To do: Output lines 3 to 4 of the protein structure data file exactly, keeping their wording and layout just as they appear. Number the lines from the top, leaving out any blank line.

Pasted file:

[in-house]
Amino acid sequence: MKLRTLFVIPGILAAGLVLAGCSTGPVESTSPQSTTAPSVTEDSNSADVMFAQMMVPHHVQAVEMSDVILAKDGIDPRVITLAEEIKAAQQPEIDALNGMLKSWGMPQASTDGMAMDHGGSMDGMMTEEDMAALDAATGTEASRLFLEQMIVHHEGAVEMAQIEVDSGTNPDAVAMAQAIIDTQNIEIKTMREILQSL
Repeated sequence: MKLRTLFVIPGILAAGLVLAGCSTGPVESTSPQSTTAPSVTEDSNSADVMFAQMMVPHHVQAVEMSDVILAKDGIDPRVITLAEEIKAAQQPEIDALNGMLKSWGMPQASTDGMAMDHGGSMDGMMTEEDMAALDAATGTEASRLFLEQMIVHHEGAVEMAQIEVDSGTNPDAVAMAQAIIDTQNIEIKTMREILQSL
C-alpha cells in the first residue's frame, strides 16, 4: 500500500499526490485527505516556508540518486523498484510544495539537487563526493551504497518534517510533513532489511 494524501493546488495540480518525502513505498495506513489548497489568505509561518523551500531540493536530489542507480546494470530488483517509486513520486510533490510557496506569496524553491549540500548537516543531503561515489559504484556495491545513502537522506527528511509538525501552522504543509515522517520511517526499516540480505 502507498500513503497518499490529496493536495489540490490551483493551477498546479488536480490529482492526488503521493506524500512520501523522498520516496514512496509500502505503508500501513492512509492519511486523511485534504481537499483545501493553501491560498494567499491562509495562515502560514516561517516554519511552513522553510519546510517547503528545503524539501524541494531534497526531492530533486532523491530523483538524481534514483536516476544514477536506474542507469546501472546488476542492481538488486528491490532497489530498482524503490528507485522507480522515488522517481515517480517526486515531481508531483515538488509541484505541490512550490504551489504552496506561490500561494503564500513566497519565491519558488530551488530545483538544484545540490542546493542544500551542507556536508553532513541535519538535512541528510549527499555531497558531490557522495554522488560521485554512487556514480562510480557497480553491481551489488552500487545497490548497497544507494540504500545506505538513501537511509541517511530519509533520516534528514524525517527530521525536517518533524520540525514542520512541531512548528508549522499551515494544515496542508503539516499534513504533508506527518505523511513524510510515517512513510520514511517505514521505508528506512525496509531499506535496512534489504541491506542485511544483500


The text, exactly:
Repeated sequence: MKLRTLFVIPGILAAGLVLAGCSTGPVESTSPQSTTAPSVTEDSNSADVMFAQMMVPHHVQAVEMSDVILAKDGIDPRVITLAEEIKAAQQPEIDALNGMLKSWGMPQASTDGMAMDHGGSMDGMMTEEDMAALDAATGTEASRLFLEQMIVHHEGAVEMAQIEVDSGTNPDAVAMAQAIIDTQNIEIKTMREILQSL
C-alpha cells in the first residue's frame, strides 16, 4: 500500500499526490485527505516556508540518486523498484510544495539537487563526493551504497518534517510533513532489511 494524501493546488495540480518525502513505498495506513489548497489568505509561518523551500531540493536530489542507480546494470530488483517509486513520486510533490510557496506569496524553491549540500548537516543531503561515489559504484556495491545513502537522506527528511509538525501552522504543509515522517520511517526499516540480505 502507498500513503497518499490529496493536495489540490490551483493551477498546479488536480490529482492526488503521493506524500512520501523522498520516496514512496509500502505503508500501513492512509492519511486523511485534504481537499483545501493553501491560498494567499491562509495562515502560514516561517516554519511552513522553510519546510517547503528545503524539501524541494531534497526531492530533486532523491530523483538524481534514483536516476544514477536506474542507469546501472546488476542492481538488486528491490532497489530498482524503490528507485522507480522515488522517481515517480517526486515531481508531483515538488509541484505541490512550490504551489504552496506561490500561494503564500513566497519565491519558488530551488530545483538544484545540490542546493542544500551542507556536508553532513541535519538535512541528510549527499555531497558531490557522495554522488560521485554512487556514480562510480557497480553491481551489488552500487545497490548497497544507494540504500545506505538513501537511509541517511530519509533520516534528514524525517527530521525536517518533524520540525514542520512541531512548528508549522499551515494544515496542508503539516499534513504533508506527518505523511513524510510515517512513510520514511517505514521505508528506512525496509531499506535496512534489504541491506542485511544483500